Shaporina refers to Pravda reports of the trial of the so-called "Right-Trotskyite Centre" (Bukharin, Rykov, Yagoda, 18 others). On 8th March 1938, the prosecution "revealed" Yagoda's alleged murders -- with the aid of "doctor poisoners" -- of Maxim Gorky, his son Max Peshkov, and Vyacheslav Menzhinsky, former boss of the GPU.
 The Kresty was Leningrad's largest prison, acting as a holding jail before prisoners were transferred to the Gulag. The Butyrka [Butyrki] was Moscow's equivalent prison.
 BAMlag (Baikal-Amur Magistral [Mainline Railway Camp]) is referred to in Vol. 2 of The Gulag Archipelago.
 See Volkov, op. cit., p. 522.
 See Ginzburg, Into the Whirlwind (1967) and Within the Whirlwind (1979).
 N. Mandel'shtam, Hope Against Hope, p. 64.
 Shaporina here accepts part of the story given out at the final Moscow show trial, whereby Yagoda was blamed for the early purges and several murders of prominent Soviet people, including Kirov. His successor Yezhov, who fell from power at the end of 1939, was in turn charged with similar crimes vis-à-vis his own period in office.
 From 1937 onwards, those given relatively short sentences in the Gulag were often, on expiry of their terms, resentenced to further terms of ten or even twenty-five years. They were known in the camps as "repeaters". Most resentenced in this way died of simple moral collapse soon after receiving news of their fresh terms.
 The Pravda journalist Mikhail Koltsov, author of Spanish (Civil War) Diaries (1938), was arrested on 12th December 1938 and shot as a "spy" on 1st February 1940. For more on Koltsov, see Stephen Koch, Double Lives: Stalin, Willi Munzenberg, and the Seduction of the Intellectuals (1994).
 Lyudmila Tarsheva, Count Tolstoy's second wife, whom he married in 1935.
 18th Congress of the Communist Party, March 1939. "Of the applauding delegates [at the 17th Party Congress, or Congress of Victors, in January 1934], who numbered 1,966, only 59 were to take part on the next congress, the Eighteenth, in 1939. Nearly two-thirds of the delegates to the Congress of Victors were arrested in the intervening five years. Of those, only a few survived." (Heller and Nekrich, Utopia in Power, p. 250.)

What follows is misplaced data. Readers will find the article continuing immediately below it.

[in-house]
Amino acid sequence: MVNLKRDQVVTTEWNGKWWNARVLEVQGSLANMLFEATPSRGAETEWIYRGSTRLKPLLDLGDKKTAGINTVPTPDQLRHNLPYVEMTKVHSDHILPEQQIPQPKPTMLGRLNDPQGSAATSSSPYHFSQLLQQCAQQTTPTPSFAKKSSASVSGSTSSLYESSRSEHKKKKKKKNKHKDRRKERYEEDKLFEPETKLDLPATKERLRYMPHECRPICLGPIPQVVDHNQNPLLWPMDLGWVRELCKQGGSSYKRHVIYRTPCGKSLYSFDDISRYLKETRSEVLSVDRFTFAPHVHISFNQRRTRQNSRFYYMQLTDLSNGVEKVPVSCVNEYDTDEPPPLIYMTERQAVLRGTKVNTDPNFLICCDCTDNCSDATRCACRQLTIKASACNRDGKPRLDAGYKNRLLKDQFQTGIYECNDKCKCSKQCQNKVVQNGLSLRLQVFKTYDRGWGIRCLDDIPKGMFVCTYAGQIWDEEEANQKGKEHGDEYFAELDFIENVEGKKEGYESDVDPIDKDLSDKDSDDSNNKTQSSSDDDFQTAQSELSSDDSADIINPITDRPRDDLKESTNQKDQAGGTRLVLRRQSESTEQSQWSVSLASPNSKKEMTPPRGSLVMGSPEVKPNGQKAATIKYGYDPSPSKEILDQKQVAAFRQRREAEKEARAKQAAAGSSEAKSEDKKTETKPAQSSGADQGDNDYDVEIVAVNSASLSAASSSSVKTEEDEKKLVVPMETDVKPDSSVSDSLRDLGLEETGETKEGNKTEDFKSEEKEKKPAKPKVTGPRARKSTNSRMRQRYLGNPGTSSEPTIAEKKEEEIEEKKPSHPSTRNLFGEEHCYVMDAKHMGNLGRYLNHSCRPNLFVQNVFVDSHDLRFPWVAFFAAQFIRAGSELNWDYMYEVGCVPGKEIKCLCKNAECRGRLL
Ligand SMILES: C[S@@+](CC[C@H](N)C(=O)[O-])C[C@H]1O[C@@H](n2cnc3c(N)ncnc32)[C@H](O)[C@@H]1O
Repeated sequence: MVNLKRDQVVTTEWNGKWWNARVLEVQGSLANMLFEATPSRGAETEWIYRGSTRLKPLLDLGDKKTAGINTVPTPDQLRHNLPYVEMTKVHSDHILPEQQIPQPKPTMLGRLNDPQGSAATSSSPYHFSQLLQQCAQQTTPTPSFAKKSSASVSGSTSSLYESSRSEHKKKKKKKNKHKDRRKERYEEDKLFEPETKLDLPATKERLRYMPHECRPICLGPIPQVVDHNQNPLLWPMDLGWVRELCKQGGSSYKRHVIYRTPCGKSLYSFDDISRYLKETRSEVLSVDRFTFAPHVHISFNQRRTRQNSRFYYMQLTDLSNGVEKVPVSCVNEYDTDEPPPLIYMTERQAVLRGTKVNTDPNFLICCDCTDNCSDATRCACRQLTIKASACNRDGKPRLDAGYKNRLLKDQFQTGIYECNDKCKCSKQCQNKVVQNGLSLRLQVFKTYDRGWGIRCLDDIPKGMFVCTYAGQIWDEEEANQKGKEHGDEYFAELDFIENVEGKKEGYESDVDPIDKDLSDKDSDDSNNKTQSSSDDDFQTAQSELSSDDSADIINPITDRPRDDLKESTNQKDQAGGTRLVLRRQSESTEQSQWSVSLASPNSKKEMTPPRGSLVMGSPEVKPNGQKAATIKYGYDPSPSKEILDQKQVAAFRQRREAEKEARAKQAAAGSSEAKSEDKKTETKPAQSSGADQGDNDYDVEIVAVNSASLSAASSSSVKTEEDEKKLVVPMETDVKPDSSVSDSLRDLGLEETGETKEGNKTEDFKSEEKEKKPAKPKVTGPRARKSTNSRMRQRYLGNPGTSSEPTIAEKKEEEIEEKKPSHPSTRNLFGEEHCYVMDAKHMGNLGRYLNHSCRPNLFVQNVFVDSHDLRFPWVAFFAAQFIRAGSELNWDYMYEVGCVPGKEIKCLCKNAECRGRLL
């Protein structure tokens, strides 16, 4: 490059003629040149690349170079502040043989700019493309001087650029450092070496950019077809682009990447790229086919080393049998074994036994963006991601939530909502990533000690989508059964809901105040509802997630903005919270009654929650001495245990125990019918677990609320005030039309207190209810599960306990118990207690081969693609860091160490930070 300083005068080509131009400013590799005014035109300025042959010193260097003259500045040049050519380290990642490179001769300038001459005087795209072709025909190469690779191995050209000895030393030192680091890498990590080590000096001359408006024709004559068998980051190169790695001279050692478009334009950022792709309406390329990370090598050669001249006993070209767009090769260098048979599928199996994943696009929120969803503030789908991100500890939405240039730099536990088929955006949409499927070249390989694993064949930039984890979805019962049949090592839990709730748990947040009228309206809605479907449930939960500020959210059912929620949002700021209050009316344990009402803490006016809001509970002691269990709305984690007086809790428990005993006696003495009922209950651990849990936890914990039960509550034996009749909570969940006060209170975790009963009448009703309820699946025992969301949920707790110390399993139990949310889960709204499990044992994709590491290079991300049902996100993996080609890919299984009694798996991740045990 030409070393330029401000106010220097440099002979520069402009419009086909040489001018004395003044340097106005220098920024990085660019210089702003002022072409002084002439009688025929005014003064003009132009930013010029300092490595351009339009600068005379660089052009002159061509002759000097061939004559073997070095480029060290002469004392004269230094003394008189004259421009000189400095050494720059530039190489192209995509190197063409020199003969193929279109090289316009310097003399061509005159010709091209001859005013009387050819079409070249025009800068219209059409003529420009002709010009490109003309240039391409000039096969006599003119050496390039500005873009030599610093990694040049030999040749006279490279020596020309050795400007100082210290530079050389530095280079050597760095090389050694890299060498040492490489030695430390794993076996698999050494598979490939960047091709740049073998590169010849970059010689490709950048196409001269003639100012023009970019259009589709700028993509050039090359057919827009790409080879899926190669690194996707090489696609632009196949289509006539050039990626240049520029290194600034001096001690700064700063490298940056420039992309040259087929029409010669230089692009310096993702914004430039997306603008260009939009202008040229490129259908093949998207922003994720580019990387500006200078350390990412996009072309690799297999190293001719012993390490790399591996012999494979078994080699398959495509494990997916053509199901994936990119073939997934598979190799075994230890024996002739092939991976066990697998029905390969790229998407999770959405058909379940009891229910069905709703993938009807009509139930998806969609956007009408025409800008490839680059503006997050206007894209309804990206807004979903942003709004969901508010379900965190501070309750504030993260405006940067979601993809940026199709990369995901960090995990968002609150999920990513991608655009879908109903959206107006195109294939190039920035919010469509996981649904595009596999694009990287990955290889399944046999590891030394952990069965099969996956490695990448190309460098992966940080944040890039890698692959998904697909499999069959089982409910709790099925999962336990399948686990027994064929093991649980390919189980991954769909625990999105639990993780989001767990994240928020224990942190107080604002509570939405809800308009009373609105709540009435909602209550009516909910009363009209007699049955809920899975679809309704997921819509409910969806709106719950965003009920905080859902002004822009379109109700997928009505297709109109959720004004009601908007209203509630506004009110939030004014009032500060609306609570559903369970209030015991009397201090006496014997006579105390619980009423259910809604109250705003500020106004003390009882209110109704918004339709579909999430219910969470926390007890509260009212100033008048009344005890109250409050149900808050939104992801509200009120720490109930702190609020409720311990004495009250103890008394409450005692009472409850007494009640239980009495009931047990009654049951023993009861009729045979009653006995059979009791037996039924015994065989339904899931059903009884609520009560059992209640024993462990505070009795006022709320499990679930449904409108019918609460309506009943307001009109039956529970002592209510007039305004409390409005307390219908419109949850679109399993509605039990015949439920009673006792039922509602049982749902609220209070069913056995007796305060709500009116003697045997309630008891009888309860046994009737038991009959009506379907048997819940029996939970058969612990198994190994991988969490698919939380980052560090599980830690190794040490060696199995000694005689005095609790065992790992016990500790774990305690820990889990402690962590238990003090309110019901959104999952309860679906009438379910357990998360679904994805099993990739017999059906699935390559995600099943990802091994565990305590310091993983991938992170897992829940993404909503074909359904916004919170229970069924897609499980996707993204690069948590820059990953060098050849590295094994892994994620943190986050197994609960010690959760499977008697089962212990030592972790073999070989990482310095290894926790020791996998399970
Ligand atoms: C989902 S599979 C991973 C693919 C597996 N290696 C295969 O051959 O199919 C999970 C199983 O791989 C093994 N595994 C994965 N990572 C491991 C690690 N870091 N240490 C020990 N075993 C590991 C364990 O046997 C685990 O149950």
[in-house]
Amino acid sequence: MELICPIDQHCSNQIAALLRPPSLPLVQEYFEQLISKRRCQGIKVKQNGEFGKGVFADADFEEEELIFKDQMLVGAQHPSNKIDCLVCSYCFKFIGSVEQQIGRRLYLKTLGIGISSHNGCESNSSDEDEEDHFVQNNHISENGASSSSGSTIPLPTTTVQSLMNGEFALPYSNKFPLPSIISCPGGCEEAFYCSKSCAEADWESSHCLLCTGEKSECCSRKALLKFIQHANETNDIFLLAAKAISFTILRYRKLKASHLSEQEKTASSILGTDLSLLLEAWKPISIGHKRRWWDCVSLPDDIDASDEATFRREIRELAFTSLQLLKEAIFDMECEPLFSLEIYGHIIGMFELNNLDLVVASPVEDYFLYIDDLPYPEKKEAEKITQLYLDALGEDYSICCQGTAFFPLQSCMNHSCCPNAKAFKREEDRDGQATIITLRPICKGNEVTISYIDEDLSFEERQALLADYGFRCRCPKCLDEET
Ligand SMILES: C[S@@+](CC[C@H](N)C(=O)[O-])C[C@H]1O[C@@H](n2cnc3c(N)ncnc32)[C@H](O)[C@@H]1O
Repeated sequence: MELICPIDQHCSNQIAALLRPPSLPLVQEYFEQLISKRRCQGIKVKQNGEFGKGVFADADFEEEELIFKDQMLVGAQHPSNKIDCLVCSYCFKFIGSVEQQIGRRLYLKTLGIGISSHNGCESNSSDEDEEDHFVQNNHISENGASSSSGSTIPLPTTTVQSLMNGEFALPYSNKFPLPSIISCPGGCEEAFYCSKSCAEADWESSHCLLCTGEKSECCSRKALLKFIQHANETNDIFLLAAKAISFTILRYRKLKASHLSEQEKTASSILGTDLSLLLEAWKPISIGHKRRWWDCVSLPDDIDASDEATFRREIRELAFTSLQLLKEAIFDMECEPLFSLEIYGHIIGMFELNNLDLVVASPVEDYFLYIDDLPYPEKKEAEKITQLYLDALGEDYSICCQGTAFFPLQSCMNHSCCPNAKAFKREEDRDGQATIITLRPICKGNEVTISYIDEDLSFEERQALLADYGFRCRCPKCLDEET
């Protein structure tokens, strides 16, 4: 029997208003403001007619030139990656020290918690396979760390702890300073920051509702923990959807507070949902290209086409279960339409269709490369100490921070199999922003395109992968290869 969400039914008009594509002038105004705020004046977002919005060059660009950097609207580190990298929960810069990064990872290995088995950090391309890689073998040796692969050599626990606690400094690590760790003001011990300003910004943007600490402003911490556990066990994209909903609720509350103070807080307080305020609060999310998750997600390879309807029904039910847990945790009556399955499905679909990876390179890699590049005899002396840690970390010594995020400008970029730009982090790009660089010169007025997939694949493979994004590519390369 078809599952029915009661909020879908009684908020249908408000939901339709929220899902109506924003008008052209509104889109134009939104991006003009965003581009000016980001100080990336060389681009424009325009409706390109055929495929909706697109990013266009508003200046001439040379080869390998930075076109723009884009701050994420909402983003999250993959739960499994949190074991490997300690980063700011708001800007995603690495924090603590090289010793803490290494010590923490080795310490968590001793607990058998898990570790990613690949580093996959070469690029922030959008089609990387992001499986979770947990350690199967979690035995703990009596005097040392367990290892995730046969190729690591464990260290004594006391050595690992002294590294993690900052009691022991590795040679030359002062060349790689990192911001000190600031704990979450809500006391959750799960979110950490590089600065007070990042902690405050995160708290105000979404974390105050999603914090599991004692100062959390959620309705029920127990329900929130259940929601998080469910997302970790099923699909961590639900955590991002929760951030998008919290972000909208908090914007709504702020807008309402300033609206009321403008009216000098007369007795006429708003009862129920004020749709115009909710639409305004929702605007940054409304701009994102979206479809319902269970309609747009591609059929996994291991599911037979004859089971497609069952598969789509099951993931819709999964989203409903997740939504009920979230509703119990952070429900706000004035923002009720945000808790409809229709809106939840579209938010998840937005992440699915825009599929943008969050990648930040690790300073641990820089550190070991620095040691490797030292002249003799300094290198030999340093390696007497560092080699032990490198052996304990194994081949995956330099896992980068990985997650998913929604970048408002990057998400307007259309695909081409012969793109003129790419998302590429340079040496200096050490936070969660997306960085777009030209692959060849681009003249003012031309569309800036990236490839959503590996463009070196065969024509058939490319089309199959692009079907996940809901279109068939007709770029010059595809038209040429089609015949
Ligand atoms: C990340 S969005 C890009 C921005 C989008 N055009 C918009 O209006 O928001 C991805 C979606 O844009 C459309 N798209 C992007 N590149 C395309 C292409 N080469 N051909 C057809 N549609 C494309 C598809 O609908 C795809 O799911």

The composer Georgiy Sviridov, then a composition student of Shostakovich at the Leningrad Conservatory.
 Galina von Meck, imprisoned during the first wave of intelligenty arrests in 1930, claims to have seen the official figures for deportation to the camps in secret files at Borovlianka in 1933: 17 million (As I Remember Them, p. 412). Conceivably, this figure was thereafter passed around intelligenty circles, reaching Shaporina's ears. Cf. far lower figures given in Chapter 11 of The Black Book of Communism (1997/9).
 The Treaty of Brest-Litovsk, wherewith Lenin ended the war with Germany in 1918 by giving away the Ukraine, Russia's Polish and Baltic territories, and Finland.
 "Russian swine-scoundrels", one of Hitler's racial insults.
 See Sally W. Stoecker, Forging Stalin's Army: Marshal Tukhachevsky and the Politics of Military Innovation (Westview Press, 1998).
 For anti-Semitism in 1917, on both the Right (Black Hundreds) and the Left (Bolsheviks), see Orlando Figes and Boris Kolonitskii, Interpreting the Russian Revolution: The Language and Symbols of 1917 (Yale UP, 1999), pp. 91-2, 156-8.